There is very little unique in the new U.N. resolution. It merely reaffirms the stated opinion of the International community — i.e., that building homes on land captured in 1967 is illegal and calls on Israel to halt such building. Some Israeli legal experts dispute this interpretation of international law, however, they have been in the minority. The resolution calls on nation-states “to distinguish, in their relevant dealings, between the territory of the State of Israel and the territories occupied since 1967.” The Israeli government fears that this resolution might become an impetus to revive the BDS movement. What angers Israelis most, is the resolution's reference to 'East Jerusalem', in the same manner as the rest of the area captured in 1967. Israel annexed Jerusalem in 1967 and many Israelis cannot imagine that our sovereignty over the Western Wall — Judaism's most holy site — could be questioned.

The tragedy most Israelis live with, is the fact that the majority of Israelis support the idea of two-state solution. More than half of Israelis do not want to keep occupying Palestinians in the West Bank ... but just as many have no idea how to bring the conflict to an end. Israelis have no reason to believe that after over 100 years of opposing our existence here, Palestinians will suddenly be willing to accept it. Previous unilateral withdrawals from South Lebanon and Gaza have resulted in missile barrages, instead of peace. At the same time, Palestinians who have watched Israeli physical control, over what was once Mandate Palestine continue to expand, have no reason to believe that Israelis will be willing tostop expanding their presence. There are still millions of refugees from 1948 (600,000 who left in 1948/49 have grown into millions over the years, since Palestinians are the only refugees in the world who inherit their refugee status), to whom no one is willing to tell the truth ... that they will never return to their homes that are now parts of Tel Aviv, Haifa, or other integral parts of Israel. The settlers and their political leaders in the Bayit Hayehudi party have had a clear goal of making a political settlement that includes a two state solution impossible. Because of Israel’s unique political system, the Bayit Hayehudi wields greater political power than they deserve based on their actual support. The result, instead of ordering the police to remove the settlers from the illegal Amona settlement, (as demanded by the Israeli Supreme Court), the government spent months trying to find a solution acceptable to the settlers. After months of negotiations, the only proposal they could come up with was so patently illegal (both under Israeli and International the law) that the government's own Attorney-General said he could not defend the decision.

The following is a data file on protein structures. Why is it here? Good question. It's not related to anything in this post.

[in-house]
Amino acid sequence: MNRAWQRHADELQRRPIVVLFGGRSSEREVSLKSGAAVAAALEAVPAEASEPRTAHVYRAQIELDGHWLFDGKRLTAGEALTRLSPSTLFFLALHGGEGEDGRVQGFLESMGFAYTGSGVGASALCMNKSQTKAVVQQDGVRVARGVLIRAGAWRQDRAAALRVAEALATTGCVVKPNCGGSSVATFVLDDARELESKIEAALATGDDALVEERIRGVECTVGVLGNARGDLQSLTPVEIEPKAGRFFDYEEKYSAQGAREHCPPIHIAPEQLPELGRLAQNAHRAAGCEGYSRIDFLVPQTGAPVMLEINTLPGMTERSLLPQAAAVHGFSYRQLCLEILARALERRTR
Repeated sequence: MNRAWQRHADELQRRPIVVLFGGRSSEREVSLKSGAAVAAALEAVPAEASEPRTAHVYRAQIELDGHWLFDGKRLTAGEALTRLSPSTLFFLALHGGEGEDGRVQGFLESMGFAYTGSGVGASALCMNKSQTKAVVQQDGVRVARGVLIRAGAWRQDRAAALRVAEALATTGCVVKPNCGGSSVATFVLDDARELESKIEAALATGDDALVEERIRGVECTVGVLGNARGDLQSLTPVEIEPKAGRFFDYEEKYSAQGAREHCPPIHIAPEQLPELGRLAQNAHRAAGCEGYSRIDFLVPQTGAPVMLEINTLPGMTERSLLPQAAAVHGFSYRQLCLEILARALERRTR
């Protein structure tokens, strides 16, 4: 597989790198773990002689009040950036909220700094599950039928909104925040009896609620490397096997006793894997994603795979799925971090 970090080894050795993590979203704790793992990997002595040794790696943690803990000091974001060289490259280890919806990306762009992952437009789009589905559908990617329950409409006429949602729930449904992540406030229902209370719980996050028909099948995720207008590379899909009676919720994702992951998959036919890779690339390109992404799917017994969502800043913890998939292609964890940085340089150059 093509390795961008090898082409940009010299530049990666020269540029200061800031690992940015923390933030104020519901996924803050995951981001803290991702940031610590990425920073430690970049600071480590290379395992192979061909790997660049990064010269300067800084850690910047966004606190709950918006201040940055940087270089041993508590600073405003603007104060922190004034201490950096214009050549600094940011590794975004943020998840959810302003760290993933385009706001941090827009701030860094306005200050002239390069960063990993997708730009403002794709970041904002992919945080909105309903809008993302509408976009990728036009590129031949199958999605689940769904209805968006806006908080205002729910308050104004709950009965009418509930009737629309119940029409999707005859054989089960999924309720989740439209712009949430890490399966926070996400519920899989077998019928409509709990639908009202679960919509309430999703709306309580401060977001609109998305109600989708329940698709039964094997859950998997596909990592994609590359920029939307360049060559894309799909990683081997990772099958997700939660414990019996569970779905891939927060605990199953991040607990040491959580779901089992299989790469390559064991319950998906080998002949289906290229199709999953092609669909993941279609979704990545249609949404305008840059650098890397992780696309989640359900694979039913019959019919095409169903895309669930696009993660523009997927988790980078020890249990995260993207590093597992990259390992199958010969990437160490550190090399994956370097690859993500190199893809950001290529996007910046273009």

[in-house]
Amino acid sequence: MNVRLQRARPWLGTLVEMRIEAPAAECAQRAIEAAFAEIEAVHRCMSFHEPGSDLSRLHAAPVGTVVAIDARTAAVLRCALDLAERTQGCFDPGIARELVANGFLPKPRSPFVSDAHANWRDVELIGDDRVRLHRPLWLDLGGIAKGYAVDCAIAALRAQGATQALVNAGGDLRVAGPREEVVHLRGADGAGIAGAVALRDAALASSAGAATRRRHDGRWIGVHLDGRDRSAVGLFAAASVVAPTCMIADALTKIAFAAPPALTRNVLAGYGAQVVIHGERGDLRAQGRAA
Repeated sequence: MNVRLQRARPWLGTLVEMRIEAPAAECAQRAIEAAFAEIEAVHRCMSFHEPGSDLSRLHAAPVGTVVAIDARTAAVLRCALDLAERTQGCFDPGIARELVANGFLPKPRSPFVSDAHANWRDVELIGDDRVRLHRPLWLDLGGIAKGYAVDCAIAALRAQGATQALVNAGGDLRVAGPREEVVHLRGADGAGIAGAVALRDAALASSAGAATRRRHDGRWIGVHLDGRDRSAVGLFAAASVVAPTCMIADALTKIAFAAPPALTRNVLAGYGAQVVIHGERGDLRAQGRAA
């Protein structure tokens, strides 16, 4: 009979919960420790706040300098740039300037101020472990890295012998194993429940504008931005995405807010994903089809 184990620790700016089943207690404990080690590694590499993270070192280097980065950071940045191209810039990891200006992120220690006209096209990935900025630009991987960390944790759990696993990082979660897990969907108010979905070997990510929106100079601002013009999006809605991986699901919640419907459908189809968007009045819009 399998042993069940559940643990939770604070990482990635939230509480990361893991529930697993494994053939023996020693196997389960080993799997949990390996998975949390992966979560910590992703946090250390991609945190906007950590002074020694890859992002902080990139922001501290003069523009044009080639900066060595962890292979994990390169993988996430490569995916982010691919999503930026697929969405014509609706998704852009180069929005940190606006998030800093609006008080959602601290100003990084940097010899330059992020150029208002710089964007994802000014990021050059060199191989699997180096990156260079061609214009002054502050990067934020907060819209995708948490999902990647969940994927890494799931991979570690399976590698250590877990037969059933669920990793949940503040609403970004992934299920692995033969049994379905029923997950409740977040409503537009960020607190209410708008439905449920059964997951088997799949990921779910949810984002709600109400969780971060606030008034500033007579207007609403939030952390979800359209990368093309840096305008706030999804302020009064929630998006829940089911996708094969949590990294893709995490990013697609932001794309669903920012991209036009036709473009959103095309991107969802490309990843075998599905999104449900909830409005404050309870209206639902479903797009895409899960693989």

Netanyahu's political instincts to attack the U.N. are well-founded. the U.N. has always been a very unpopular institution in Israel. It is impossible to explain to most Israelis that when the U.N. Security Council, or for that matter the General Assembly, votes it's not the U.N. that is voting, but rather the individual countries. Politically-speaking, in Israel Netanyahu can attack President Obama with relative impunity. Over the past eight years Netanyahu has successfully convinced much of the Israeli public that Obama hates Israel. (Of course, he has convinced many Israelis that left-wing Zionists also hate Israel, and the views of Obama and the Israeli left are not all that different.) However, by attacking so many people simultaneously Netanyahu may have gone too far. After repeatedly claiming to the Israel public that our relations with the world are excellent, reacting the way he has may be an over-reach. The opposition has finally found its voice. Even Yair Lapid, who, on Saturday night was the first to have a press conference denouncing the UN vote and the U.S. decision not to impose its veto, by Monday, openly criticized Netanyahu's reactions.

The prevailing opinion, this morning on the street of Tel Aviv, was that the Prime Minister had gone way too far and this could endanger his support among his devotees. When pressed, however, those same people could only shrug and acknowledge that it's unclear if anything Netanyahu does will truly dent his support.